Where to grow

Two years ago a local farmer retired and offered me 15 acres (5.37 ha) of rough grazing adjacent to Hawksheath Farm House which we have owned for 33 years. The land rises steeply from the farmyard, and to enter the grazing it is necessary to cross a beck which is identified as Thorny Gill on the OS map. On the west of the area there is an old stone wall and then open unpolluted moorland. To the north is the farmyard, and to the east are the beck and an old fence and beyond that a sheep pasture. The southern boundary is newly fenced but the fence follows a sporadic line of mature and wind shaped hawthorns which are growing on the southern edge of an obvious embankment and ditch. The land is between 750 and 800 ft above sea level and is on the lee of Burnmoor and so is protected from west and southwest winds which are prevalent in the summer months. The area is remarkably varied. Some ground is boggy with thick mosses, some is grassy overlying peat, there are old drainage ditches filled with juncas grass and there is open running water. In the SW part there are a number of mature sessile oak and towards the moor there are 6 mature Norwegian spruce. Across the whole area are tree stumps of oak and pine which I believe were felled in the 1940s.

What to grow

The Forestry Commission offered some support and suggested a species list. Their selection was based on the exclusive use of trees with northern provenance (i.e. trees indigenous to the North of England, and trees grown in the north). They assessed the area would support 6000 trees initially but this number would be progressively reduced as the trees became mature. We agreed the wood should be largely oak and birch and that the species should be randomly distributed but tending towards clumps of similar species as would be found in natural woodland. The Scots pine was selected because it was known to grow well in the vicinity and would provide a good nursery crop for the broad leafs. It is envisaged that in 10 years these will probably be culled. However they do have value as a structural timber and for posts as well as firewood.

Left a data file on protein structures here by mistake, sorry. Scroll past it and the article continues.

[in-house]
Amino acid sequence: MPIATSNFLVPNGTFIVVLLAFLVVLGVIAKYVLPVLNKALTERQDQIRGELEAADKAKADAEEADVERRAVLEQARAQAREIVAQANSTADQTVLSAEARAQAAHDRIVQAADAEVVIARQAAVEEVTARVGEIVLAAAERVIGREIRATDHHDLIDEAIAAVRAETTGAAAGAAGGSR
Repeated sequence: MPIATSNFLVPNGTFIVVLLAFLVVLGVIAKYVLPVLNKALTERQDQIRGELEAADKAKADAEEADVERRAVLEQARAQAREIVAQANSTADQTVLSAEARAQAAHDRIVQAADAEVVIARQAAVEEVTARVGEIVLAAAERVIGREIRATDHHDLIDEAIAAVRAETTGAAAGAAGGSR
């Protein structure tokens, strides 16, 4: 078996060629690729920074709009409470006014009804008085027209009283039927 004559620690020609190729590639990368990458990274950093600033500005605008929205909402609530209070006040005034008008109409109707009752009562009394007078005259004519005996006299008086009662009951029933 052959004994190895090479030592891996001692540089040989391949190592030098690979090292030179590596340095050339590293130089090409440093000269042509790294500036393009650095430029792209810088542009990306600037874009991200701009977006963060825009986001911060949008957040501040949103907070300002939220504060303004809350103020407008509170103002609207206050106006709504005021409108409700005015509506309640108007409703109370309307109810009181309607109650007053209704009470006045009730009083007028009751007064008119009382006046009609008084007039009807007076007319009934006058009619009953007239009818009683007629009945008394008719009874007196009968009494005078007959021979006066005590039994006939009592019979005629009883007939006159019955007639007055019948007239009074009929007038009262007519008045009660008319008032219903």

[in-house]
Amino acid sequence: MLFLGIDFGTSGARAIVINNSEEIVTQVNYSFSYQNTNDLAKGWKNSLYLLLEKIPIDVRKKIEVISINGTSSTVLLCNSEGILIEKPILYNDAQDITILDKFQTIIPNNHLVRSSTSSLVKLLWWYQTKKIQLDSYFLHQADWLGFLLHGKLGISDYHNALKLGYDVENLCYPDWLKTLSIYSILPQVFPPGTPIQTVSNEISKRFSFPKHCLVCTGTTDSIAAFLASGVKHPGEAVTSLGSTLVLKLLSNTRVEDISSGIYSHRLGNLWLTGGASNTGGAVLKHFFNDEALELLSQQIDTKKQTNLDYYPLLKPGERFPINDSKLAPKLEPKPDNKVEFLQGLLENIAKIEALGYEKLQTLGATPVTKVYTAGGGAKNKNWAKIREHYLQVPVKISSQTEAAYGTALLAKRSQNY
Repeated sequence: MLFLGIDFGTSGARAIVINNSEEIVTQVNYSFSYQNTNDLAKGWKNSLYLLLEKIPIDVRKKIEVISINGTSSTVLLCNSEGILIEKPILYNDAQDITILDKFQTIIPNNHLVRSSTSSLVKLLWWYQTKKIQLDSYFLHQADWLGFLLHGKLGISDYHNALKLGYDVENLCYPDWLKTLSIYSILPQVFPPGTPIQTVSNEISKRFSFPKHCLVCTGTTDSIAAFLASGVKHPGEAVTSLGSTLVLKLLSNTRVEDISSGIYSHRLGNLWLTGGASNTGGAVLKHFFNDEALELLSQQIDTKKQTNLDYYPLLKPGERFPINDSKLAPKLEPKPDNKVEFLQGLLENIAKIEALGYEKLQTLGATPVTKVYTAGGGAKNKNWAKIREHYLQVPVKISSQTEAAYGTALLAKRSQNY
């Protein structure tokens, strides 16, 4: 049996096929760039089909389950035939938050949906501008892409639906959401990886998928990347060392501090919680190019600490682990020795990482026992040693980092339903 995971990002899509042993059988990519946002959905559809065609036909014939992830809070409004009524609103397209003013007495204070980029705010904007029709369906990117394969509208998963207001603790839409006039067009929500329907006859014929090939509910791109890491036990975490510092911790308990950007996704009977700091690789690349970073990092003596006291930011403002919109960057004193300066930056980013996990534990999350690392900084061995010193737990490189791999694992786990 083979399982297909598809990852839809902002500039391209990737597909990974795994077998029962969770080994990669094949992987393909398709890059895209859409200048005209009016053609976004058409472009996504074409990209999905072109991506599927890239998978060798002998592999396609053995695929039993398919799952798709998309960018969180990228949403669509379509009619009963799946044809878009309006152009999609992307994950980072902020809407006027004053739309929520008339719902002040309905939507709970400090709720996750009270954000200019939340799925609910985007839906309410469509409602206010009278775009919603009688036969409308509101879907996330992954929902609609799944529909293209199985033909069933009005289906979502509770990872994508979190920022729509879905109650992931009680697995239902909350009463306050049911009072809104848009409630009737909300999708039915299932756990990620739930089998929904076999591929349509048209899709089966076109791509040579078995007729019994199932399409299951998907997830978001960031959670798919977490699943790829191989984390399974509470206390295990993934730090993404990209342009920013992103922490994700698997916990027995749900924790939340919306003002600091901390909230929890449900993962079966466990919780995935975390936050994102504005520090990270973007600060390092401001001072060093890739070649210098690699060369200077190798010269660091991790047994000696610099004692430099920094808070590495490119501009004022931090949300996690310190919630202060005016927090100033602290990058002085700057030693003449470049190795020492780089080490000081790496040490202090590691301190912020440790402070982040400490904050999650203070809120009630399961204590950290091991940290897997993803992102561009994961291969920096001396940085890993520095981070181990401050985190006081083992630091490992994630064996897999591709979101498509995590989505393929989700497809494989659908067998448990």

The major crop is the sessile oak. Sessile was chosen because the mature oak on the site are sessile. I am not convinced that this was a correct decision because the English oak grows better in the north in some places. However this crop is for the distant future and hopefully it will be used almost exclusively for structural purposes. Mature oak carry a huge variety of fauna.

The common ash has value as a structural timber but is fairly slow growing. The ash that have been planted in the vicinity over the last 10 years have done well. Birch was a natural choice as they grow well in the vicinity and have a dense foliage which provides wind protection for more delicate species.

The following species and percentages were agreed:

Scots pine (Pinus sylvestris) 9%

Sessile oak (Quercus petraea) 30%

Downy birch (Betula pubescens)15%

Silver birch (Betula pendula) 10%

Common ash (Fraxinus excelsior) 7%

Rowan (Sorbus acuparia) 6%